Was it a “serious mistake” or a wilful and desperate act of protest against worsening press controls? This question remains unanswered one week after a headline news editor at the Shenzhen edition of Southern Metropolis Daily, Liu Cuixia (刘翠霞), was fired for her role in a peculiar media scandal — an incident that top political brass at the paper’s publisher, the Nanfang Daily Group, characterised in an internal release as “a serious matter of guidance.”
The scandal was prompted by the unfortunate — or defiant? — pairing of two headlines on the front page of the Shenzhen edition on February 20. The bold headline across the top of the page referenced President Xi Jinping’s “important speech” made the previous day in Beijing, in which he stressed the Chinese Communist Party’s supremacy over all media: “Party and Government Media are Propaganda Positions and Must Be Surnamed Party.”
Directly below this banner coverage — which all Chinese media were under orders to prioritise, along with a photo of the president’s tour of core central Party media — was a large photo of the spreading at sea of the ashes of Yuan Geng (袁庚), a key founder of the Shekou Industrial Zone. Yuan, an important local businessman and reformer, died on January 31 at the age of 99. The headline of this article read: “A Soul Returns to the Sea.”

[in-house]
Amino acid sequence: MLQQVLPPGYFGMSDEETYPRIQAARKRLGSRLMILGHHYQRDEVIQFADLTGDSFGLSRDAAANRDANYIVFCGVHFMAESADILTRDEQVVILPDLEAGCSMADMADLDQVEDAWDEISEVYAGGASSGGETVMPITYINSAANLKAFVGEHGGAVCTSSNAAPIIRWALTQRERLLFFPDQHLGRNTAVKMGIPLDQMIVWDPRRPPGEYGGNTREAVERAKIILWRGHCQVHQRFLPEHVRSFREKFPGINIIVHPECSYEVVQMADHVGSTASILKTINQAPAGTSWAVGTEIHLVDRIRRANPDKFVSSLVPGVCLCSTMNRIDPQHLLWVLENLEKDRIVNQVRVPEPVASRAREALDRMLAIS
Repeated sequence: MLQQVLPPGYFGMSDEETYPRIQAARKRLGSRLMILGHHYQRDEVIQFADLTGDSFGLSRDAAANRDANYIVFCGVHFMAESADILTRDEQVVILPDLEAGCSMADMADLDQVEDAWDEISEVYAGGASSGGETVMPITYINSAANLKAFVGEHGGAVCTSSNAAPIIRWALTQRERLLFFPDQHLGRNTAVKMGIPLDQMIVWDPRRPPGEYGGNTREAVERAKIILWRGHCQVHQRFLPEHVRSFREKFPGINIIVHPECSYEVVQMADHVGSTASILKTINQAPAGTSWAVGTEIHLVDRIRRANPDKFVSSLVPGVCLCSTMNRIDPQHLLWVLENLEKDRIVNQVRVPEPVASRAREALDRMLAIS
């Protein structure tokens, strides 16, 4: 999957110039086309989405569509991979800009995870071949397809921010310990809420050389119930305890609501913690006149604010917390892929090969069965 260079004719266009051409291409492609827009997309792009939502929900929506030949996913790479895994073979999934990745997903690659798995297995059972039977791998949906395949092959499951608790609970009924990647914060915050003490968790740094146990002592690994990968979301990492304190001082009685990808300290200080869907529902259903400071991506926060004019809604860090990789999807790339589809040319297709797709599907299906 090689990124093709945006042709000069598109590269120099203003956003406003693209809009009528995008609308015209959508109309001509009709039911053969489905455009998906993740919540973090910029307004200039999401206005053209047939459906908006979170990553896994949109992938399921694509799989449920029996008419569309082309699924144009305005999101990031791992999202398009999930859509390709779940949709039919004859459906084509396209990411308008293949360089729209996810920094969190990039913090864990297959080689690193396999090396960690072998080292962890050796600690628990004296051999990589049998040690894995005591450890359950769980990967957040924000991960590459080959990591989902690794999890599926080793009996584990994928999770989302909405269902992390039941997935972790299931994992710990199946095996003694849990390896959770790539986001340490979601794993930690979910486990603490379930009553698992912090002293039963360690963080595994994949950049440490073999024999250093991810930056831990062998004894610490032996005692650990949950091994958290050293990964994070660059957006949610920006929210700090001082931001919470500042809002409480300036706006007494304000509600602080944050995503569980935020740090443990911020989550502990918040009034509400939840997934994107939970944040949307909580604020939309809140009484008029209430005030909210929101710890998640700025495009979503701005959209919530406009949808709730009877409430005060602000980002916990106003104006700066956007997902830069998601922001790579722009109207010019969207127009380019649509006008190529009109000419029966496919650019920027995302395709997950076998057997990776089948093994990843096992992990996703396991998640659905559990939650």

The juxtaposition was either so canny or so casual few might have noticed at all. But once eagle-eyed Chinese internet users had noted a certain friction between the lines, the static energy quickly became electric. If the two headlines were read together vertically, people realised, the “hidden-head” message would be as follows:
媒体 姓党 魂归 大海
Media Are Surnamed Party Their Souls Return To The Sea
The editors, it seemed, were suggesting that the severe controls on Chinese media Xi Jinping outlined in his February 19 speech were a death sentence for all semblance of journalistic professionalism — the last nail in the coffin.
Staff at the Southern Metropolis Daily have suggested the editors would never knowingly have taken such risks. “It can’t have been deliberate,” one anonymous journalist told the New York Times. “It’s just very, very serious. And these days no one would dare to do something like that.”